Sure, you can keep your child in a bubble in an effort to protect him, but why would you do that?  Haven’t you ever seen Seinfeld?  You keep your child in a protective bubble and the next thing you know he’s arguing about Moors and Moops with strangers.

By participating in sports, my kids are learning the benefit of hard work and practice. You don’t get really good at anything without putting in the hours first. They understand that they need to show up for all practices and put forth 100% effort if they want to do their best.

They’re learning the definition of teamwork firsthand. My daughter has to rely on the girls who are the base to hold her, support her, and catch her as she falls. My son has to rely on the quarterback to throw the ball to him. He has to depend on every member of the team to be where they’re supposed to be, and to do what they’re supposed to do. Likewise, they know that they need to be in place, doing their jobs because their teams are counting on them as well.

They’re also learning how to manage their time. They need to complete their homework right after school on days they have practice. They know the importance of keeping their grades up so they’re eligible to play.

By participating in sports, kids learn sportsmanship. They learn how to win with grace and lose with dignity. They understand the importance of playing hard and they take competition seriously, yet they know, in the end, that it’s just a game. They follow the rules for everyone’s safety and enjoyment and when all is said and done, win or lose, they have fun playing and competing.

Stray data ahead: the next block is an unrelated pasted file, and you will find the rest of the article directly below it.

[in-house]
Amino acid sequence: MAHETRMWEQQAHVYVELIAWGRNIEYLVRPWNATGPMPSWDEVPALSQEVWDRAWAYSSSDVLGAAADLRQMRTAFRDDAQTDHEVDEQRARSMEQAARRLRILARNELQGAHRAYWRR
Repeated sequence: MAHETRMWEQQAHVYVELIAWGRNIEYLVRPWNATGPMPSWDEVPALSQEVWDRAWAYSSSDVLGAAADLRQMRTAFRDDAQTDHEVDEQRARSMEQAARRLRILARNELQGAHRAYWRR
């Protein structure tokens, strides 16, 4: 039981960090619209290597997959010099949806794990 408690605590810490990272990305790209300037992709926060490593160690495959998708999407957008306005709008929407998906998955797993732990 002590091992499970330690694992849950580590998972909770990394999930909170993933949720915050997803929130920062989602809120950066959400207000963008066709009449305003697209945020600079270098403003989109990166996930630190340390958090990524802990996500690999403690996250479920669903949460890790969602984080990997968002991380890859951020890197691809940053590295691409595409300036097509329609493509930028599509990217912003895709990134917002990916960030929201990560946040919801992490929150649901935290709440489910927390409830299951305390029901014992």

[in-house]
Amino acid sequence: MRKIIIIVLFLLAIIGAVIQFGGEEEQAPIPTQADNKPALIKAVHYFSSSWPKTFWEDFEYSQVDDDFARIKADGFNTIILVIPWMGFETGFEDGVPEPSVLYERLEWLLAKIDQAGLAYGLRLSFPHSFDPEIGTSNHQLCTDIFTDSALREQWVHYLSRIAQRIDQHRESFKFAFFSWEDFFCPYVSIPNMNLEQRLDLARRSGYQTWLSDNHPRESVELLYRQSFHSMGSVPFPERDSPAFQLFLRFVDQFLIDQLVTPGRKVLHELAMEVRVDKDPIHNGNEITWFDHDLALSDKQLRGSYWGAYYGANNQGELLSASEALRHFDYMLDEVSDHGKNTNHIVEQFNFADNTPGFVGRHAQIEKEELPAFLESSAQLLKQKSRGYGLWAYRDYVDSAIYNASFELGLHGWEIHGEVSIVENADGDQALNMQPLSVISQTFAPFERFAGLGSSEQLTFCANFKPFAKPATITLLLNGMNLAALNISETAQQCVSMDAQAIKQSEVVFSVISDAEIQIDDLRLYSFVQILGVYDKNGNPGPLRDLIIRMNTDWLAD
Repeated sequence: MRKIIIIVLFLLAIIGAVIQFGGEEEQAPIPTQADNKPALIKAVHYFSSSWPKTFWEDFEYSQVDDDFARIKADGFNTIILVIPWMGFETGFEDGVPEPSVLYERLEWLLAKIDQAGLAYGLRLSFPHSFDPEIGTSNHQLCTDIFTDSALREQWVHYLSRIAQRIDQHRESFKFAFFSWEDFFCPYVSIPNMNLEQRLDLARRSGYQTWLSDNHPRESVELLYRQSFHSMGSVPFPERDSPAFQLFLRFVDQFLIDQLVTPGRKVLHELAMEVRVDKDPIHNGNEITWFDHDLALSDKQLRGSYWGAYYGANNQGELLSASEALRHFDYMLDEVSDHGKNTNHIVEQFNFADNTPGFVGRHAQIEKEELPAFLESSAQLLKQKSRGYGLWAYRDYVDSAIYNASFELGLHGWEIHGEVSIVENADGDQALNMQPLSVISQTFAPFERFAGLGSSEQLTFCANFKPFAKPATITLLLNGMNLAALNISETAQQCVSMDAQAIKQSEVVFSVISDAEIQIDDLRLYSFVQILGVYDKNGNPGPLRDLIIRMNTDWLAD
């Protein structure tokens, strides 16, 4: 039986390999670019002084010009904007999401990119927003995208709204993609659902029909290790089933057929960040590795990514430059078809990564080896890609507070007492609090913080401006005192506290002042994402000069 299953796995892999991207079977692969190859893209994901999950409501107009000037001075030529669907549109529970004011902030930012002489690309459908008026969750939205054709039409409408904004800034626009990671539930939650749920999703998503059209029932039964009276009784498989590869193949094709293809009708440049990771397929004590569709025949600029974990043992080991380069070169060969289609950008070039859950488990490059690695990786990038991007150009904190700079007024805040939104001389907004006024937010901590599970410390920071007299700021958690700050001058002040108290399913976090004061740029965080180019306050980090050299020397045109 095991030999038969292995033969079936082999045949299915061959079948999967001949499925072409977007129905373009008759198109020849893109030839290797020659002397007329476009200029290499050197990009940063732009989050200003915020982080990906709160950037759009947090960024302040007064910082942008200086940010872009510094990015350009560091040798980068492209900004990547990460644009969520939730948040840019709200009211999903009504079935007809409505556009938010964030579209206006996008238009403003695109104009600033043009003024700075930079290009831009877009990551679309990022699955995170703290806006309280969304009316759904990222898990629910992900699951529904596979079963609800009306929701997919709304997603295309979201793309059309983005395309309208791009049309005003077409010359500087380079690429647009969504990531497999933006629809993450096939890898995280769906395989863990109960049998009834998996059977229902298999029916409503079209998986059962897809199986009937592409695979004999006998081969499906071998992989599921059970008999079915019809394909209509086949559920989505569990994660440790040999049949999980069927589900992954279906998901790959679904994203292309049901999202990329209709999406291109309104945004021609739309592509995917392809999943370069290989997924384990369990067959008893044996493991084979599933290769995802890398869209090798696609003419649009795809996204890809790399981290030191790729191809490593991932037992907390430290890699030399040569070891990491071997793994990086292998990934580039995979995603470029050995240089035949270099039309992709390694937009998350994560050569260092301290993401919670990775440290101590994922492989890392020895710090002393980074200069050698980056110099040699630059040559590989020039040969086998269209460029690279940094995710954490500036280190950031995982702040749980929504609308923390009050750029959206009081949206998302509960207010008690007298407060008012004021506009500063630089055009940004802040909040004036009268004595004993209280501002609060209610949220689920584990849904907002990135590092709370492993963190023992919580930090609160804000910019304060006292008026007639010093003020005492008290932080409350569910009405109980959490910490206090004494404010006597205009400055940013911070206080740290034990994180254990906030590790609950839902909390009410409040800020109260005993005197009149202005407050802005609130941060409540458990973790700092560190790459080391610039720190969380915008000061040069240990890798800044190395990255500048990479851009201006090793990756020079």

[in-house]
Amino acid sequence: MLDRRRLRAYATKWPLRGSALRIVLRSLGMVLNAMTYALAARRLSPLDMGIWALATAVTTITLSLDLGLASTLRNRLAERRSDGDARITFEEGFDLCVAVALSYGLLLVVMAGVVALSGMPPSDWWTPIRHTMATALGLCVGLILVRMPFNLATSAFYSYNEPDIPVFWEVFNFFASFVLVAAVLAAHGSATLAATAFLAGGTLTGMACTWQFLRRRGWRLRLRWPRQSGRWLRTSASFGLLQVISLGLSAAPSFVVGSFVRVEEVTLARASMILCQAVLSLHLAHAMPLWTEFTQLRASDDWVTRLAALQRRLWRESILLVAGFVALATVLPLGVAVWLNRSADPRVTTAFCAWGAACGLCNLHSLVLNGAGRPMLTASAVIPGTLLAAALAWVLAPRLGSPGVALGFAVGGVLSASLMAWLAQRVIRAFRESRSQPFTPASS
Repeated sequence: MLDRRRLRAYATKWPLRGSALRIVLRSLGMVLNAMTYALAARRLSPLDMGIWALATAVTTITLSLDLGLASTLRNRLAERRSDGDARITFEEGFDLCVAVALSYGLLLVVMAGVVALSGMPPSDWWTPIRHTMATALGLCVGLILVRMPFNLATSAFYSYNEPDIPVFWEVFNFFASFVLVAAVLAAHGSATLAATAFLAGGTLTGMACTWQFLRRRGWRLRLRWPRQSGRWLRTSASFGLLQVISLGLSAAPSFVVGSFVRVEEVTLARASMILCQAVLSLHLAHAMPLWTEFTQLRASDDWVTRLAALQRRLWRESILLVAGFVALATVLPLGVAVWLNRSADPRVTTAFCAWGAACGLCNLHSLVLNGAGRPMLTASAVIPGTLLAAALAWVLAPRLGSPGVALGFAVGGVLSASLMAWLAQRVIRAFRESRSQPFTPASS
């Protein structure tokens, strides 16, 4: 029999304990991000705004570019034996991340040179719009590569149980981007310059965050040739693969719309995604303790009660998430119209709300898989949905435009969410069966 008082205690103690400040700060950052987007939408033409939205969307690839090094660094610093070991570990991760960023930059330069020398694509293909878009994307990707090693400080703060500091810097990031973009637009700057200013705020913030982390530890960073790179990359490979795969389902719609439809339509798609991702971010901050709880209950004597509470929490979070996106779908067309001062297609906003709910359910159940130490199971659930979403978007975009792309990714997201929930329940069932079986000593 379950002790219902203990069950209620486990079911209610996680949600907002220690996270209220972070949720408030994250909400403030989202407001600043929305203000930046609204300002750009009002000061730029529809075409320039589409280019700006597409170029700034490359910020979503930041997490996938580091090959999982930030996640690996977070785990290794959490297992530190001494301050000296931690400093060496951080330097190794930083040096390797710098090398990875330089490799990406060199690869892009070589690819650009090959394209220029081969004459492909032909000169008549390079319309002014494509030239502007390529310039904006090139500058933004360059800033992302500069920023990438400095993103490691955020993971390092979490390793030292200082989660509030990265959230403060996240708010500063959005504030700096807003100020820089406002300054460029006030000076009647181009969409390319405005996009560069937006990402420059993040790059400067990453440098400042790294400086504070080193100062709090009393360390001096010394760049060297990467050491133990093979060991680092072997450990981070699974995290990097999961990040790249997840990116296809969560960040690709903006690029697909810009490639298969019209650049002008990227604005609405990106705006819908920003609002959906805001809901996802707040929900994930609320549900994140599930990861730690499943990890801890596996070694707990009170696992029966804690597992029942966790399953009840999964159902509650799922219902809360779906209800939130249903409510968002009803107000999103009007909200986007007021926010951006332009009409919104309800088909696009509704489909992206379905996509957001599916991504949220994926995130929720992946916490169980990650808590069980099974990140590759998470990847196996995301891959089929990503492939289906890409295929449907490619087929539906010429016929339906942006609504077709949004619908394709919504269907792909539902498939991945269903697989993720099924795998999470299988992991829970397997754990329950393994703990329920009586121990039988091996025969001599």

So, I let my kids play sports.  And I go to all the practices and games.  And I cheer.  And I take pictures.  And I attempt to understand the rules.  And I sometimes look the other way when my son is getting tackled or my daughter is flying because, in my opinion, the rewards are worth the risks.

  • See Mom . . . 1 of 10
    See Mom . . .
    This is me. I'm going after the guy on the left.
  • Then . . . 2 of 10
    Then . . .
    I slowed him down by grabbing his chest, not tackling him.
  • Then . . . 3 of 10
    Then . . .
    I moved on to the guy on the right and stopped him.
  • Meanwhile . . . 4 of 10
    Meanwhile . . .
    Another guy moved in to grab the first guy.
  • See how that works? 5 of 10
    See how that works?
    There are plays and plans and everyone has a place to be. It's not just a bunch of guys running around slamming into each other. Understand, Mom?
  • Lex 6 of 10
    After my son's confusing tutorial, I moved on to watching the cheerleaders.
  • Be careful! 7 of 10
    Be careful!
    Oh my gosh she's up high. Why does she always have to be the one on top?
  • Flyer 8 of 10
    And then the part that makes me cringe - when they boost her up and let her fall.
  • Catch her! 9 of 10
    Catch her!
    Catch her! Catch her! Catch her! Catch her! Catch her! Catch her! Catch her!
  • It’s really a toss-up 10 of 10
    It's really a toss-up
    Watching my daughter fly or watching my son under a pile of six other guys. I don't know which one is more nerve-racking.